food / travel

Dim Sum Search: The Obsessively Innovative, All-You-Can-Eat Google China Cafeteria

The Chinese have a saying: ordinary folk regard food as important as heaven itself. The tech world's motto is "Innovate Or Die." At Google's Beijing headquarters, one can taste what happens when these two philosophies m

Get your hands dirty at Google China HQ (bfishshadow)
Get your hands dirty at Google China HQ (bfishshadow)
Zhang Yan

BEIJING - If you are invited by a Google staff member to eat in the canteen of the company's Beijing office, do not turn down the opportunity. By now, the American search giant's cafeteria has achieved a fame to match the firm itself. And like the corporate "Innovate or Die" culture, Google's chefs come up with new ideas every day.

At 11:30 each morning, as the sun streams in through the bay window of Google's canteen, an aroma starts to make its presence felt. It's time for those hoodie-and-jeans sporting IT workers to march in with their identity card hanging round their necks – ready for a good meal. They are calm and in a good mood: they know what awaits them. For those of us who do not get to enjoy this as our daily fare, we can feel reasonably envious.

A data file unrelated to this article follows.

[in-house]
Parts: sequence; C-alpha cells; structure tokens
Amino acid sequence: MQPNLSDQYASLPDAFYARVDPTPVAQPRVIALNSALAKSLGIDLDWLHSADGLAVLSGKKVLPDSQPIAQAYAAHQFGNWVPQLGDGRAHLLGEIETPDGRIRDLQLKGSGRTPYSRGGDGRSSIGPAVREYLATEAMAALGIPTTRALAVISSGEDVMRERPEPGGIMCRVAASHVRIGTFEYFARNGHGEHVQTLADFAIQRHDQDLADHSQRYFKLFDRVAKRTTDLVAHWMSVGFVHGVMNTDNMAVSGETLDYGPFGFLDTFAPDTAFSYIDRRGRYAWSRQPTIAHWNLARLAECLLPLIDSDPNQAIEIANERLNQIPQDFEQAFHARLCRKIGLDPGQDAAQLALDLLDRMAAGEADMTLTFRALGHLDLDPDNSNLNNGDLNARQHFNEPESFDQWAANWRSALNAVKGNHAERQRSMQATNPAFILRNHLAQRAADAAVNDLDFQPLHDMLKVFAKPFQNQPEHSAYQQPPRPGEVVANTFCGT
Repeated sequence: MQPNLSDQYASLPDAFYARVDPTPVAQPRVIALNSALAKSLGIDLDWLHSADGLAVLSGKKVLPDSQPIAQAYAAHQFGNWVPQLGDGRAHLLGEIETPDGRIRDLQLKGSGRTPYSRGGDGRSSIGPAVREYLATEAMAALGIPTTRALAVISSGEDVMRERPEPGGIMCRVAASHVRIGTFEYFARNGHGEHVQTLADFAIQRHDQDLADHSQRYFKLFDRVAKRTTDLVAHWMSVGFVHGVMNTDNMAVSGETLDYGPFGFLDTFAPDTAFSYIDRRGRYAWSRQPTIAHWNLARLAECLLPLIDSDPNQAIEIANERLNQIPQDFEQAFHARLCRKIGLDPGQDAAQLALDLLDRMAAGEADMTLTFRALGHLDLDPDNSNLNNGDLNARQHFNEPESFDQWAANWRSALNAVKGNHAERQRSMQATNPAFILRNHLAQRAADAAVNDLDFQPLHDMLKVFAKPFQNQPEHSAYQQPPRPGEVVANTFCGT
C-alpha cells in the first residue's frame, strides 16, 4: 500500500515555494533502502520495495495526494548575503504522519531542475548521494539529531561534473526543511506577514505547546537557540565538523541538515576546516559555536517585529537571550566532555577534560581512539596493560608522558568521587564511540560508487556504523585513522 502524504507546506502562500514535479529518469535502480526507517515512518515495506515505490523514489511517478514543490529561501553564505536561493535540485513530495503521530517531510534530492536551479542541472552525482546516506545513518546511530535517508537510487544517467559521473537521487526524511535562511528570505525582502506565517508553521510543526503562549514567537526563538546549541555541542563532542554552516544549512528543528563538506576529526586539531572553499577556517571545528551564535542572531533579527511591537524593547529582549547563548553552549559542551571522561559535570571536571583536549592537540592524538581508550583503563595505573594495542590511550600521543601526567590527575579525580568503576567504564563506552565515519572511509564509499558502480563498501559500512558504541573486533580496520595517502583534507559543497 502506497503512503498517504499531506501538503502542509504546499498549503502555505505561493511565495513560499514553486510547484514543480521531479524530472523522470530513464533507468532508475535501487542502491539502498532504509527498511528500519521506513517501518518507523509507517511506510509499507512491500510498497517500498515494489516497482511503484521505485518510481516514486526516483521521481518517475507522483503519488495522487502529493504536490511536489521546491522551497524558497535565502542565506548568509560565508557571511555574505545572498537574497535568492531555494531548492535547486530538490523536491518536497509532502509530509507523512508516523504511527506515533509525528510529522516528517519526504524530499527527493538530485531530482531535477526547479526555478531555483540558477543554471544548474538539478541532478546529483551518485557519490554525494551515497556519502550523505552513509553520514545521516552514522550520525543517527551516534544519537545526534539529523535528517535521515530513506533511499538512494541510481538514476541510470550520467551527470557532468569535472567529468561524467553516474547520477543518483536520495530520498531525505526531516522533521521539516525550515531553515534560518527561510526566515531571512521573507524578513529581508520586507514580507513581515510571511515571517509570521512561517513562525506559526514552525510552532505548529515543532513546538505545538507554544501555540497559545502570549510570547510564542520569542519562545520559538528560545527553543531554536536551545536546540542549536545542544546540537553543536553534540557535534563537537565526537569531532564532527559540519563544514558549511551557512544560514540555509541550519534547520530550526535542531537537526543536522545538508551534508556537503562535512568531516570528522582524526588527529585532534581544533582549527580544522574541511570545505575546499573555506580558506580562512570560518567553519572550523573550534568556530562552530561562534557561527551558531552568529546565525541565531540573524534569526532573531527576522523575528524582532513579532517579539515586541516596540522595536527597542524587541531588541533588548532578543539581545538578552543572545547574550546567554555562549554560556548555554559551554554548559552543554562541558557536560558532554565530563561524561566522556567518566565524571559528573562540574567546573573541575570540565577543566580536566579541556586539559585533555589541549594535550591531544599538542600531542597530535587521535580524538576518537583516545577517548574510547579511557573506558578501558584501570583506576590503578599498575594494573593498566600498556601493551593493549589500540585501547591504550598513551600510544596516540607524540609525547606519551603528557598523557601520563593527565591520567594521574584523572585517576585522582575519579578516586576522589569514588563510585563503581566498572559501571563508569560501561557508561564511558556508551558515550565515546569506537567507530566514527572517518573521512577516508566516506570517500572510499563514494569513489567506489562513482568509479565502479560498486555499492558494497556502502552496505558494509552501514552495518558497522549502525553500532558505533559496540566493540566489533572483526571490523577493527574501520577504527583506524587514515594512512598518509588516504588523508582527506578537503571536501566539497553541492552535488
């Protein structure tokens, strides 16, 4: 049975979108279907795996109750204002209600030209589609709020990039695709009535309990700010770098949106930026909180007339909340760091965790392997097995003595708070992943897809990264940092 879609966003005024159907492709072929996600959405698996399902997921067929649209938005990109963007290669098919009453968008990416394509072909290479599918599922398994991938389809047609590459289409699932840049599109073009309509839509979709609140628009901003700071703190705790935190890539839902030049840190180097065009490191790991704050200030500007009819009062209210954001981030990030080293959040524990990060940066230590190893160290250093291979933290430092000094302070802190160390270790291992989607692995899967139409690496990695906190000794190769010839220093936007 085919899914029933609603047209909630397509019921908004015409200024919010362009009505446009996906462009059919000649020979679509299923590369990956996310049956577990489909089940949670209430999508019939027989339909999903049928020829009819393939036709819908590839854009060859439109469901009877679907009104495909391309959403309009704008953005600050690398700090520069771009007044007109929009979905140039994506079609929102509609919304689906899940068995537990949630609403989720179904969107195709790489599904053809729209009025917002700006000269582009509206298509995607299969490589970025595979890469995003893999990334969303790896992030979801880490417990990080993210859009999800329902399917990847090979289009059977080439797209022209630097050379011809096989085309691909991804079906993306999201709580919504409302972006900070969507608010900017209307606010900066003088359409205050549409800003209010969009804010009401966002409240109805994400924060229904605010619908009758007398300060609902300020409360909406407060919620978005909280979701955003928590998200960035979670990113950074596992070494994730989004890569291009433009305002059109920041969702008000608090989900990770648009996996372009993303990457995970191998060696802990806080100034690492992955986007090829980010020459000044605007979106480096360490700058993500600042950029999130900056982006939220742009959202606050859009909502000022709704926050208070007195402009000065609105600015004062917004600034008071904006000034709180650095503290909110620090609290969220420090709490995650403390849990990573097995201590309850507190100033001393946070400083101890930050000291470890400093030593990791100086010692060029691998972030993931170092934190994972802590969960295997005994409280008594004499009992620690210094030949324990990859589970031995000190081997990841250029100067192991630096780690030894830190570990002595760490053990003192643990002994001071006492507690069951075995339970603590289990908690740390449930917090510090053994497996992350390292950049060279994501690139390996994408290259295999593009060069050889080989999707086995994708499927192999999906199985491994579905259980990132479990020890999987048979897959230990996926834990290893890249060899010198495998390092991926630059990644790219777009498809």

You are wrong if you think these workers are taking a break -- they have simply embarked upon a fresh project. Their first mission is to choose between Chinese or Western food. Then comes the multi-choice exam of selecting the buffet, the salad bar, or ordering something to be cooked.

Among the dozen or so cooked Chinese dishes, steaming hot and ready are: braised duck wings, fried kidneys with squid, lamb chops, and Mandarin fish. If that doesn't get your digestive juices flowing, consider what is available from the West: slow-stewed shoulder of beef with mango salsa, grape-braised clams and homemade pizza.